The Report stated, that in the last to bless their exertions. Another year, the issue of bound books had instance was that a Dissenter, to increased by 1,000 copies, in the last whom they offered a Prayer=book two years by 4,000; the tracts in the and a Homily. He told them, if last year by 30,000, in the last two they left it, it would not be read. He years by 60,000; that the number of was a Dissenter from principle, and the former issued by the Society from as for their Church-books, they were the first was 154,980, of the latter a mere form; he disliked all forms, and 1,230,500. That during the last year, would have nothing to do with them. 590 vessels in the port of London had But, notwithstanding this declaration, been visited by the Society's Agent, in they persuaded him to take it in, and order to promote public worship on read it, in a short time he returned the shipboard when at sea, to supply the Homily with thanks, saying, that he men with Prayer-Books, and to call had read it with great pleasure; it was their attention to the Homilies of the a very excellent sermon, but the PrayerCharch. That seamen in general are book he must keep. He observed that far from averse to attendance on the we were bound to wipe off the stain ordinances of religion ; that the neglect which seamen had inflicted on the of these means is usually attended with national character by their immoral disorder among the crew, while attention conduct among those who had no to religion produces the happiest effects; opportunity of knowing or mixing with that many commanders are very thank any other class of Englishmen. ful for the labours of the Society, and The Rev. Mr. BURN was delighted to the Prayer-Book and Homilies prove hear of the beneficial effects produced Fery acceptable to sailors.

amongst seamen by the exertions of the In Ireland, during the year, 2,684 Society, but he hoped they would extend Prayer-Books, 1,025 in the Irish their exertions more largely to that character, and 1,659 in English, had country for which it had been said, that been circulated by this Society through Providence had done every thing and the medium of clergymen; also 2,100 man comparatively nothing. He need copies of a book of Select Homilies. scarcely add that the country he alluded

In South America the Liturgy, in to was Ireland; and he hoped that that Spanish, had proved very acceptable. saying ere long could no longer be In India, translations in Hindoostanee applied to his native country. He and Bengalee had been effected. The thought nothing could be more judicious Liturgy had also been translated into than the plan adopted by the Society Indo-Portuguese, and into Malayalim; for the purpose of making the people the Litany had been translated by Dr. of Ireland « wise unto salvation," and Morrison, into Chinese, and the Society he only wished that it could be adopted had lately published the Morning and on a larger scale. In conferring upon Evening Services in Persic.

them the Liturgy, they gave them a The Rev. E. Sidney had assisted the guide to devotion, which in the hour Agent of the Society in forming a Branch of dissolution would enable them to Association in Yarmouth; and could bear embody their thoughts under such testimony to the Society's useful labours awful circumstances. By acting thus,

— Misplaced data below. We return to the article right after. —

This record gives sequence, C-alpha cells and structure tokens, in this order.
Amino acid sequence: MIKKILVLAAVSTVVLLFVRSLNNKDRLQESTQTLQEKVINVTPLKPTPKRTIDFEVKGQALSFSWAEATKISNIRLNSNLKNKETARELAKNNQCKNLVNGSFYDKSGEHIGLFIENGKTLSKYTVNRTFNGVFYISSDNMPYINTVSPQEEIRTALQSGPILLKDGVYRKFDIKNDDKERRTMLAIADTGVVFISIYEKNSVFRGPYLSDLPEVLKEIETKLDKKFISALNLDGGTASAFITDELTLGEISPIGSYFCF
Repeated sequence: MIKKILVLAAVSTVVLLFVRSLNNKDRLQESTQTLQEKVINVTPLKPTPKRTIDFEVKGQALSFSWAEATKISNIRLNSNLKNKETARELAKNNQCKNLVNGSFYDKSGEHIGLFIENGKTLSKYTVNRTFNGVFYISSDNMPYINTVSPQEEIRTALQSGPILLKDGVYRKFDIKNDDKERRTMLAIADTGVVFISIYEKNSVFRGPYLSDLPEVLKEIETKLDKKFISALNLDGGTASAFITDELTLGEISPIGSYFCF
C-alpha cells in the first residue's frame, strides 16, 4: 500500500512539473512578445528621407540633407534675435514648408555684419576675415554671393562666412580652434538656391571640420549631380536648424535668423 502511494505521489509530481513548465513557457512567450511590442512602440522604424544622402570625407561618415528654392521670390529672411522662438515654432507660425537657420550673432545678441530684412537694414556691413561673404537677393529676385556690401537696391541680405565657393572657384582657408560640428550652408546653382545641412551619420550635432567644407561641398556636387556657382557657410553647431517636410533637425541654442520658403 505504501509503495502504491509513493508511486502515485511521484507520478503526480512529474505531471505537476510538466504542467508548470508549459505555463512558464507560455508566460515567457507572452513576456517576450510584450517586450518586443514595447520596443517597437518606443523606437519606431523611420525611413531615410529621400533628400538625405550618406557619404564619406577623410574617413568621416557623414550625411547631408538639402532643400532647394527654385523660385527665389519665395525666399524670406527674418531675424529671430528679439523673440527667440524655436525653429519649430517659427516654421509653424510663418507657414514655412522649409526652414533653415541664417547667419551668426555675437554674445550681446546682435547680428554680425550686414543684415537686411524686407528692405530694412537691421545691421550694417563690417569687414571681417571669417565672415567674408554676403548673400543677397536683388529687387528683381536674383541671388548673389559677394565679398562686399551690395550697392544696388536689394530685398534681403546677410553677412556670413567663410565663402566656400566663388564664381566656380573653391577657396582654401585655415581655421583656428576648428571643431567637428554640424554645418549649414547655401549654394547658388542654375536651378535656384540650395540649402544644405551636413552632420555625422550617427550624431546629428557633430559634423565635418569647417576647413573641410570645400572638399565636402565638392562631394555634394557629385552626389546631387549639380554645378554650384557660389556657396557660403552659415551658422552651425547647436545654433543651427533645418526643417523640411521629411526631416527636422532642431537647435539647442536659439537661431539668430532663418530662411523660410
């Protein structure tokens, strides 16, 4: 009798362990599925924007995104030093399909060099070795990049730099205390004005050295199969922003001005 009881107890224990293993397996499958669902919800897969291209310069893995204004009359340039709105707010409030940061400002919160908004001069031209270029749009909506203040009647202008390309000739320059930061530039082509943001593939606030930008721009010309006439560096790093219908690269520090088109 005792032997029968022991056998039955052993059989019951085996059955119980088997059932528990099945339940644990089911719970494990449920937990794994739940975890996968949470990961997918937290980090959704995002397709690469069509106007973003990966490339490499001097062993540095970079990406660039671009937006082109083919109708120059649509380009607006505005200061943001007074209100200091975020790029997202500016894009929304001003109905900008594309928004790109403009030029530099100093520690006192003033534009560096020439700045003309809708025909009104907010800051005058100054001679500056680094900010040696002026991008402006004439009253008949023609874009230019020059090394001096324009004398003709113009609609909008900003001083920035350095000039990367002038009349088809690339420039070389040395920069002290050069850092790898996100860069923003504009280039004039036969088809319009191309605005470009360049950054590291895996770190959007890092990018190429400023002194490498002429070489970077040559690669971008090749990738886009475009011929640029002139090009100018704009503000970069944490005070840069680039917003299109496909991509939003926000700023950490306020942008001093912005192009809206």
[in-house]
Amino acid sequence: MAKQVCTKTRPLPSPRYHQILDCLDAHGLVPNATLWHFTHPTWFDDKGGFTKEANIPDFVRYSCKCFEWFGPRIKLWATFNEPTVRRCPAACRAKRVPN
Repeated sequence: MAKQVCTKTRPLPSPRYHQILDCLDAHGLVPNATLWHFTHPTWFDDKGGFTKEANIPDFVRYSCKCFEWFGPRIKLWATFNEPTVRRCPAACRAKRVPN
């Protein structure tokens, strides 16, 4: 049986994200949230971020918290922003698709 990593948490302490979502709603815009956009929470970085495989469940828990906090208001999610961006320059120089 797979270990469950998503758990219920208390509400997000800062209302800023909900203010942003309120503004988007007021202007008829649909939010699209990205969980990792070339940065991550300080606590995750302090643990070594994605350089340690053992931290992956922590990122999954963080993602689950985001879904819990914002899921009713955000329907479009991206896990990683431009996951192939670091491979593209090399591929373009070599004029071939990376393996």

that place. A number of persons they would raise them to the rank which assembled together for the purpose of their intellectual qualities entitled them circulating the Prayer-books, and Select to acquire, and they would remove those Homihes, among the seamen: in the dissensions which kept the country in a course of their proceedings they met state of anarchy, from which only the

th a man who called himself “A knowledge of religion could redeem it. Methodist;" they offered him an ad The meeting was addressed by Lord dress to seamen, but he refused to re Calthorpe, the Hon. and Rev. G. T. ceive it, alleging, it was a Church Noel, and F. Noel, the Rev. Messrs. concern altogether, and he would have Allen, Budd, Grimshawe, Hazlewood, nothing to do with it, but they per- Sibthorpe, Stewart, Wilson, J. M. suaded him to take it home-and he Strachan, &e.

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LONDON HIBERNIAN SOCIETY. On Friday, May 16, this Institution held minds. He, however, had never seen its Twenty-second Anniversary, at the any mischief arise from Bible reading. Freemasons' Hall, which was most It was true they had heard of such numerously and respectably attended. things as persons wresting the Scrip

The Earl of MOUNTCASHELon taking ture to their own destruction; but the Chair, observed, that it afforded, those who had done this were, for him much pleasure to have another the most part, not the humble and simpublic opportunity of bearing his tes- ple, but the learned and philosophical ; timony to the importance of this So- not the laymen, but the priests ;ciety to Ireland ; as a native of that so that if the Bible were to be at all country, and a resident landlord, he prohibited, it should be to the priests, could fully attest the necessity of some and not to the laity. It ought not, such Institution, to rescue the Irish however, to be forbidden to any because peasant from his present neglected and it had been abused by a few. None degraded state: of all the Institutions perverted it, but those who came to with which he was acquainted, that bad its perusal with prejudiced minds. reference to that country, he knew of When men read the Bible only to none better calculated to effect the draw from it some conclusion, in favour object in view. The state of Ire- of their preconceived opinions, they land, as far as concerned the moral derived nothing from it but evil. The and religious instruction of the country, abuse by some, was no argument against was a matter which deserved the serious the use by others, even the most wholeconsideration, not merely of every some food might be converted into a friend of Ireland, but of all who valued dangerous poison--at least it was known the true interests of England—for hap- that modes existed of extracting poison pily the interests of the two were so from our ordinary and nutritious food. blended, that the one could not be In conclusion, the Noble Lord expressed seriously affected without involving the the pleasure he felt at hearing how other in its distress, or making it the extensively the Scriptures were circupartaker of its prosperity. If there lating in Ireland, because he was conwere any sceptical on this point, a vinced, that to the want of the Bible, residence of a short time in Ireland many of the evils which affected that would convince them of the fact, and country were mainly attributable. also satisfy them that nothing but a The Rev. T. WEBSTER then read the strict inculcation of the principles of the Report, which stated that the whole Holy Scriptures would be competent to number of Schools in connexion with eradicate the ignorance, the bad pas- the Society amounted to One Thousand sions and feelings, in which so many and Forty-six containing Sixty-seven outrages and atrocities have their origin. Thousand Three Hundred and TwentyThe exertions of private individuals six Scholars. were valuable, no doubt, but it was That “the funds received during only from the united exertions of the last year amounted 10 £8,439 8s. such extensive associations as this 8d. of which the sum of £8,228 10s. Society, that any measure of gene- had been expended, leaving a surplus ral relief might be expected. The of £210 18s. 8d.” Hibernian Society took its stand upon “ That of the One Thousand and the broad basis of scriptural education. Forty-six Schools in connexion with It acted upon the general principle that, the Institution, Thirty-eight were in the as the Holy Bible contained the only province of Munster, Fifty-seven in rule of faith, it should be placed in the Leinster, Two Hundred and Seventyhands of every Christian. This was the nine in Connaught, and Six Hundred practice of the primitive Church, and and Seventy-two in Ulster; so that by was not deviated from, except by those far the larger proportion of the Schools classes of Christians who also departed are situated in the north and north-west from the purity of that Church. In of Ireland, and comparatively few have fact, none but heretics had impugned been commenced in the southern prothe principle, that all mankind were vinces. The Committee earnestly desire bound to read the Holy Scriptures. It to extend their exertions to the hithertohad been objected that the reading of neglected provinces, being fully conthe Bible was dangerous to weak vinced that it is only by Scriptural